Preparing young people for healthy sexually active lives

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The important role of parents

What do our children need for happy, safe sexual lives?

Would our approach to sex education be different if we assumed it was our job to prepare children for happy, safe sexual lives?

Rather than trying to stop them having sex at all costs, what if we asked ourselves:

  • What do they need to know to have happy, healthy and safe sexual lives?
  • What are the choices that lead to them having fulfilling sexual lives?

If you don’t know the answers to these questions (and many of us don’t) then probably neither do they.

And it’s the absence of this conversation with young people that leads them to take sexual risks.

What’s love got to do with it?

Part of growing up is forming your first strong attachment to somebody else - somebody who is not the parent!

A young person’s first relationship can force new questions for the family about how much freedom they are allowed and how they manage their intense new feelings.

Your child needs to know they do not have to have sex even if they are truly-madly-deeply in love.

It is their right and choice to take their time. In fact sex is better when you wait until you feel ready (really!).

Research shows that the younger you are, the more likely that sex is uncomfortable and the more likely that it is regretted.23

Young people also need to know that not everyone is doing it, although some are. About half of Australian high school students are having sexual intercourse, which means half are not!2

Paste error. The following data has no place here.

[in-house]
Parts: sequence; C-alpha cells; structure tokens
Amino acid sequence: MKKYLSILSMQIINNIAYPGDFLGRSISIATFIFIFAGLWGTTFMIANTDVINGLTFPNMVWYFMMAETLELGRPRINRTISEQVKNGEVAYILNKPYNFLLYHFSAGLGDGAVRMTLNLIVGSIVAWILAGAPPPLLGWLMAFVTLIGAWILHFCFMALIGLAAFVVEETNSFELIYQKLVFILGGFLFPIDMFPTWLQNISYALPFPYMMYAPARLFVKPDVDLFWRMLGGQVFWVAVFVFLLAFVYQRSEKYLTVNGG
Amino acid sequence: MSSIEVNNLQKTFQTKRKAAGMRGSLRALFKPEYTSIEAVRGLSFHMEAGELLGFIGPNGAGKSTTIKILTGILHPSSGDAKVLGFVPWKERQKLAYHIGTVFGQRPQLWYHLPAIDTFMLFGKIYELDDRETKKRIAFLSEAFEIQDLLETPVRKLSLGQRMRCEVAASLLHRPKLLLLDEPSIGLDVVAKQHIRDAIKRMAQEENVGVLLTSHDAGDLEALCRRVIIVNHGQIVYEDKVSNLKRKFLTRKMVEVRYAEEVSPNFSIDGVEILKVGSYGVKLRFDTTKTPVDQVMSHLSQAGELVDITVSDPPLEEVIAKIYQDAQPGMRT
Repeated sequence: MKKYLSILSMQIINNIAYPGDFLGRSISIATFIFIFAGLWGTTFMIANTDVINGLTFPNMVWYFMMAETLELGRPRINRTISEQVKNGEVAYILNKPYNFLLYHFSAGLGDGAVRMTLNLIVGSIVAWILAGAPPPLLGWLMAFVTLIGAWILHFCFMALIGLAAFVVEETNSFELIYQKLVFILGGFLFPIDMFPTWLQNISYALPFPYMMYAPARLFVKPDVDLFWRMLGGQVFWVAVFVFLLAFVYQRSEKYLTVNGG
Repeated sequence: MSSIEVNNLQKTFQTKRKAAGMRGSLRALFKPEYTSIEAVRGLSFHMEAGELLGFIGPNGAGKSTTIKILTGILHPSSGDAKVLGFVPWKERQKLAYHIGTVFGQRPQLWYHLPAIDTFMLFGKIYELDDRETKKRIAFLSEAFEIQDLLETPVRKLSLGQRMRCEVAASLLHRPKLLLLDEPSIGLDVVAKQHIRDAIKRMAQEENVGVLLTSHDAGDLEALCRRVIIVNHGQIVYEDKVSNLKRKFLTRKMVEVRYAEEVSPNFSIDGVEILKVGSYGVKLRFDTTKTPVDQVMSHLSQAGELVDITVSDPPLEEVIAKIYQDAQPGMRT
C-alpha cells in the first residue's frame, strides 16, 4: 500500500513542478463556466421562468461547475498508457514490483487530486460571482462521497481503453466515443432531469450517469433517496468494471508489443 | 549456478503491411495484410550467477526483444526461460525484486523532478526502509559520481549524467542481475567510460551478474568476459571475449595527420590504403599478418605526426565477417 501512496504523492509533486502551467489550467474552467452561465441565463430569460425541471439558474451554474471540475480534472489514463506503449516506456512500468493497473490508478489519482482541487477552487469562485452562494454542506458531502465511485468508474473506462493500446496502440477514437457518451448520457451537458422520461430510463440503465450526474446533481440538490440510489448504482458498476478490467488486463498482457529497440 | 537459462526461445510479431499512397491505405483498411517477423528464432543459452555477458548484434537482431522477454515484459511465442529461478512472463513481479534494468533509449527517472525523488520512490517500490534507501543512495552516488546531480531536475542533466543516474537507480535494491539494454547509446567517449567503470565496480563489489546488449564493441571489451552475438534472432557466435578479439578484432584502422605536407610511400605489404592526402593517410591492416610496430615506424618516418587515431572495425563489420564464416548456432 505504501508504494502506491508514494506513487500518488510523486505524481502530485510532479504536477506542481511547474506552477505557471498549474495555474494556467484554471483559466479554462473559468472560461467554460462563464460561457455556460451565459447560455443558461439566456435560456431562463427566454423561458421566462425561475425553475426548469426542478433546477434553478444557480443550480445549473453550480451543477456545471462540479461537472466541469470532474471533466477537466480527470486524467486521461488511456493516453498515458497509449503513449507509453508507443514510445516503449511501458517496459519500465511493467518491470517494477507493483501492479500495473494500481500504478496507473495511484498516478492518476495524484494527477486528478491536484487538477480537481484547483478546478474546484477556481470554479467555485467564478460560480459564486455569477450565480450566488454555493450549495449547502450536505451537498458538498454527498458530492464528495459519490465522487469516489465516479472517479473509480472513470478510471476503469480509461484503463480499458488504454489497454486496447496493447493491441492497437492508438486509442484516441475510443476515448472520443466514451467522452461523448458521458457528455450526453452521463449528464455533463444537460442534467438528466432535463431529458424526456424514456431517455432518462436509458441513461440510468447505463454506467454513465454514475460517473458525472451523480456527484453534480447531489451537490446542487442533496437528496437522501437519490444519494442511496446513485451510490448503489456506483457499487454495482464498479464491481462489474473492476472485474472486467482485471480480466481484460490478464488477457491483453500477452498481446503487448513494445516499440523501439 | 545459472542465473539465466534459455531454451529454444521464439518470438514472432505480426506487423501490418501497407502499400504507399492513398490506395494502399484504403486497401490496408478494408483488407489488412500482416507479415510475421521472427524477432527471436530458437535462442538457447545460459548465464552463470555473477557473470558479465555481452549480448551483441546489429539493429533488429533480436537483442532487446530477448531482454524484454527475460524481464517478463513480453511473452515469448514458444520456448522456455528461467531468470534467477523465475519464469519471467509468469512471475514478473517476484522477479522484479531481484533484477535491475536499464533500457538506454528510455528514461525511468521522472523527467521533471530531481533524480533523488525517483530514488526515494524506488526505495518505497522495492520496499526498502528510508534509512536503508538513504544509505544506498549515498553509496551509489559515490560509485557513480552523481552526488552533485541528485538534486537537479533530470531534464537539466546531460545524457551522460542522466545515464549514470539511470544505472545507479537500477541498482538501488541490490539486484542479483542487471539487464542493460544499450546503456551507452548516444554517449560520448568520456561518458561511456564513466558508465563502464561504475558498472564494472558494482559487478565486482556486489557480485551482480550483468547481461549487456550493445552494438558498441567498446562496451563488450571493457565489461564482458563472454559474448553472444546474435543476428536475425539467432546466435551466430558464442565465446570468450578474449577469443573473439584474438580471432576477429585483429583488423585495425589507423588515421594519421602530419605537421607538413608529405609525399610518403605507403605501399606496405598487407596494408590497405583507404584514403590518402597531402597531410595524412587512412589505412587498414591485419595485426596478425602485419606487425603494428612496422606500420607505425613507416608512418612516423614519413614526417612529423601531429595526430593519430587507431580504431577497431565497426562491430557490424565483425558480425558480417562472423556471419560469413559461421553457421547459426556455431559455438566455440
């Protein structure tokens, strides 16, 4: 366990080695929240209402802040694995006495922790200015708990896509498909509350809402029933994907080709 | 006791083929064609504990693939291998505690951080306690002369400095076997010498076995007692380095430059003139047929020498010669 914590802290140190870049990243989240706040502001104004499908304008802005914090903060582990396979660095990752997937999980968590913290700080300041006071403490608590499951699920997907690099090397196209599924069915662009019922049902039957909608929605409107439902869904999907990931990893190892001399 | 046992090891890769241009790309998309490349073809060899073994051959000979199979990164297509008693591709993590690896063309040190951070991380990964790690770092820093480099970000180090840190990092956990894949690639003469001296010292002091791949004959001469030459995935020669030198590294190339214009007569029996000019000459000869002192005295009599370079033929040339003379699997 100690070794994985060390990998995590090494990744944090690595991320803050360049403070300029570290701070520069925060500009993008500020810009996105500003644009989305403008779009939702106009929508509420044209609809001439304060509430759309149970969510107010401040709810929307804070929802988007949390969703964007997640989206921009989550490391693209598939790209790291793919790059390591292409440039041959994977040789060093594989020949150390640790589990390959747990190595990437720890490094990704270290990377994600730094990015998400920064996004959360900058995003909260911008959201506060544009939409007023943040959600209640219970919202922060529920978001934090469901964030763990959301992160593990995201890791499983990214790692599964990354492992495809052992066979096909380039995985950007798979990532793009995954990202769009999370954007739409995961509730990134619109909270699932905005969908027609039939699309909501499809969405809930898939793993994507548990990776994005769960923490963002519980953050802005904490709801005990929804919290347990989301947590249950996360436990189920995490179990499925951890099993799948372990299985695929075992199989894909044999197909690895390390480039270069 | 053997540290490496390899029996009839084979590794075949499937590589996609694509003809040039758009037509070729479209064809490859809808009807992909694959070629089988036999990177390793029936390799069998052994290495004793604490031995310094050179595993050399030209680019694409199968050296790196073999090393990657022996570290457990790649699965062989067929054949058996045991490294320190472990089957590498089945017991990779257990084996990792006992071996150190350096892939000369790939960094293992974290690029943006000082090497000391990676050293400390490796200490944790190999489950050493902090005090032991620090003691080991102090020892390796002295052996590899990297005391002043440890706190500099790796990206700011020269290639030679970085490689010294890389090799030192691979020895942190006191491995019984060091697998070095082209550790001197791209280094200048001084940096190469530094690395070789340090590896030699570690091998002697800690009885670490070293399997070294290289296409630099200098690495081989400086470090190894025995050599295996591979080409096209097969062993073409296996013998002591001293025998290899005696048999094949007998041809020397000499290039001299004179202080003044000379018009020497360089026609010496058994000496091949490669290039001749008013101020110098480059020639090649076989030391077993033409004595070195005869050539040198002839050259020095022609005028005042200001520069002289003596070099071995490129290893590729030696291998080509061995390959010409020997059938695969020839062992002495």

What’s good about sex?

If we acknowledge that sex can be a happy, pleasurable experience, we will be better able to 'sell' that it's worth waiting for, rather than something to rush into.

If parents only talk about the downsides of sex, like sexually transmissible infections (STIs), then young people will switch off.

If responsible adults acknowledge what's good about love and sex and relationships then we can teach young people what to aim for.

It’s important that young people are told somewhere along the line that a sexual relationship can be a pleasurable and happy thing, and that it is worth waiting for the right conditions. 

The research tells us that young people can have happy experiences of sex, without negative consequences, if the conditions are right.

Most Australian young people report that after their last sexual encounter they felt extremely/a lot:2


All the things that we hope for them! 


Kim: “When my children start experimenting with sexual behaviour, I want them to really enjoy it, I want them to have positive experiences and I want them to feel empowered. And, I want to make sure that it’s healthy, it’s safe, they’re not pressured into it, but at the same time you don’t want it to happen too young.”

Jo: “So it’s about more than just knowing the facts of life.”

Kim: “It’s about being strong, assertive, respecting yourself and other people.”

Parents of girls aged 14